“One of the things we’ve found is that the average U.S. job has seen 37% of its skills replaced in just the last five years,” says Matt Sigelman, one of the country’s leading labor market experts. That blistering pace of change begs the question of how workers and employers are going to acquire new skills on a such a rapid and continuing basis. That’s exactly the type of challenge Sigelman and his colleagues tackle at The Burning Glass Institute, a nonprofit research center that explores data for fresh insights and tools employers, workers, educators and policymakers can use to build mobility, opportunity and equity. One such tool is a brand-new Skills Compass developed with Coursera which enables multi-dimensional evaluation of the emerging skills that will yield the most value. But Sigelman cautions against focusing just on of-the-moment-skills in favor of a more balanced approach. “You need timely skills to get on the career ladder, but you’re going to need timeless skills like critical thinking and collaboration to rise.” Join WorkforceRx host and Futuro Health CEO Van Ton-Quinlivan for a super informative scan of these and other key questions confronting the labor economy such as skills-based hiring, career mobility and the implications of increasingly powerful chat bots.

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Mark Milliron, President and CEO of National University: The Future Will Favor Flexible Educators

For those understandably concerned about the future of higher education, the optimism of today’s WorkforceRx guest Mark Milliron should serve as a salve. The new President and CEO of National University believes we’re entering an historic era of reinvention due to new tech and tools that foster innovation. “I just think we’re going to be able to try, test and learn in ways we haven’t seen in a long, long time. It’s going to be pretty exciting,” he tells Futuro Health CEO Van Ton-Quinlivan. Milliron sees a future that will favor flexible educators focused on providing value to increasingly “non-traditional” students with complicated lives. That cohort is already a sweet spot for National University which was founded nearly fifty years ago to serve members of the military and is the largest graduate degree granting institution for diverse students in the country. “It’s about offering diversified learning opportunities, allowing for short cycle education that ladders into degrees and offering a mix of on-ground hybrid and fully online to meet students where they are.” And with access to more data than ever before, Milliron believes educators will be able to determine what innovations work based on facts, “not based on who can tell the best story.” Don’t miss this expansive discussion packed with ideas about transforming work-study programs to boost healthcare workforce development, moving to a mastery-based learning system and the necessity of shifting to “whole human” education. “If you’re serving adult learners, they’re not leaving because they can’t academically cut it. They’re leaving because life happens or logistics get in the way.”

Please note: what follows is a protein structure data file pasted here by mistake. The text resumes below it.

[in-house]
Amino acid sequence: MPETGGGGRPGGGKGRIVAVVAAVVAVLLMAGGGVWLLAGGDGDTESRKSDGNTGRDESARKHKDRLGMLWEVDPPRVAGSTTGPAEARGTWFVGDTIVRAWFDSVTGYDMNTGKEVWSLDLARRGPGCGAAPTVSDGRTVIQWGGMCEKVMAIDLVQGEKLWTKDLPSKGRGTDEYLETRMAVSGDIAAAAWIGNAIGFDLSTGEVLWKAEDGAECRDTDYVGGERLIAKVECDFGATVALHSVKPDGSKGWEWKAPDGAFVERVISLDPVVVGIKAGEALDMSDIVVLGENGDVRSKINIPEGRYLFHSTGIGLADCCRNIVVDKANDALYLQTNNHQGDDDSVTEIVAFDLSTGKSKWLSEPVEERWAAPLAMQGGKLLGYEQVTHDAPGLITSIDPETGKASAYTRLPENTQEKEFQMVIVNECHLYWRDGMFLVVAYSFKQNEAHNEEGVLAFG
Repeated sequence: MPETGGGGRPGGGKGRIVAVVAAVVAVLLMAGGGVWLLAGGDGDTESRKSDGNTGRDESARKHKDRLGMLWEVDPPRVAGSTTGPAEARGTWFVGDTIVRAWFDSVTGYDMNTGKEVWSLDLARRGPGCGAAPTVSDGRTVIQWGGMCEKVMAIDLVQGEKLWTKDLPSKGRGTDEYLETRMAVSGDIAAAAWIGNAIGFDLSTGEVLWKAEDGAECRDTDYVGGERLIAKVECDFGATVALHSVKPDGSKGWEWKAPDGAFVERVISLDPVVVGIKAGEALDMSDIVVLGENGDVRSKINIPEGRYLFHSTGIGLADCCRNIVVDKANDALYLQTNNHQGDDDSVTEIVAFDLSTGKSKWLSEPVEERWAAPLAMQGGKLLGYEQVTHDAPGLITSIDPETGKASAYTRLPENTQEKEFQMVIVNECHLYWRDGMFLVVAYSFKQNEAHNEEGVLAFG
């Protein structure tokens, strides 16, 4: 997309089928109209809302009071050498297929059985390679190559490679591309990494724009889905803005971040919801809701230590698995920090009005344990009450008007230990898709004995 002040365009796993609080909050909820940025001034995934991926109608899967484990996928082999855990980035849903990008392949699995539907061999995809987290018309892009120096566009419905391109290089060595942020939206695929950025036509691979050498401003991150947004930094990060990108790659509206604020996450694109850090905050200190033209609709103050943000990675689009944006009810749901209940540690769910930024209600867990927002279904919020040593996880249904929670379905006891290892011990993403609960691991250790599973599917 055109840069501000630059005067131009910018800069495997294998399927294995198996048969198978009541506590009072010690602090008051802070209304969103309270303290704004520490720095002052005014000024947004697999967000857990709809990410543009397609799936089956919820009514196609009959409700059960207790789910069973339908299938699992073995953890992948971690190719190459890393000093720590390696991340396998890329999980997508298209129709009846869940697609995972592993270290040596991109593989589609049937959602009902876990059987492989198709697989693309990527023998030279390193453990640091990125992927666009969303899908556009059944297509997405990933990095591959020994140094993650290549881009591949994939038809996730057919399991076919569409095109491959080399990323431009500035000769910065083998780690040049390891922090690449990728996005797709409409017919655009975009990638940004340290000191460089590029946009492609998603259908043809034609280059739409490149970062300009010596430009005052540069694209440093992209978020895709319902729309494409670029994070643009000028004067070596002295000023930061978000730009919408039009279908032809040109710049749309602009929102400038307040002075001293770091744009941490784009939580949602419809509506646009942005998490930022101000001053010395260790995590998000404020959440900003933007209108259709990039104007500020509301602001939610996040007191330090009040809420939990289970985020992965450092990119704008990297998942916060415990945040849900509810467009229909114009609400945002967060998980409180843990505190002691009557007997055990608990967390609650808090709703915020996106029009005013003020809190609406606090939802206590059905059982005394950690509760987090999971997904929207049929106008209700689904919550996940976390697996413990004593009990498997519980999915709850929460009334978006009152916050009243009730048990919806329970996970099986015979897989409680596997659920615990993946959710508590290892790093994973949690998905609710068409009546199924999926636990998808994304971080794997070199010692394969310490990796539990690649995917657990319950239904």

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Futhi Mtoba, Former Chair of Deloitte South Africa and Co-Convener of Women Economic Assembly: A Fair Shot at Economic Opportunity

“My parents were feminists long before I even knew the term. My father used to verbalize that his daughters needed to be financially independent and this could only be achieved through education,” shares Futhi Mtoba, a global business leader who credits these groundbreaking attitudes in 1950’s South Africa with her considerable success. This personal background explains why she’s been involved in education and the empowerment of women throughout her career, including being a board member for the Oprah Winfrey Leadership Academy for Girls. She is also Co-Convener of the Women Economic Assembly, a national initiative seeking improved access for women to government and private sector procurement, employment, housing and other economic essentials. It is a daunting challenge as half of working-age women are not even in the workforce and if they are, the jobs are typically low paid. There are also persistent problems with gender-based wage gaps and lack of representation in corporate leadership. Tune in as Futuro Health CEO Van Ton-Quinlivan looks at how one country is working to strengthen its economy and society by helping women get a fair shot at economic opportunity through asset ownership, education, and leadership training.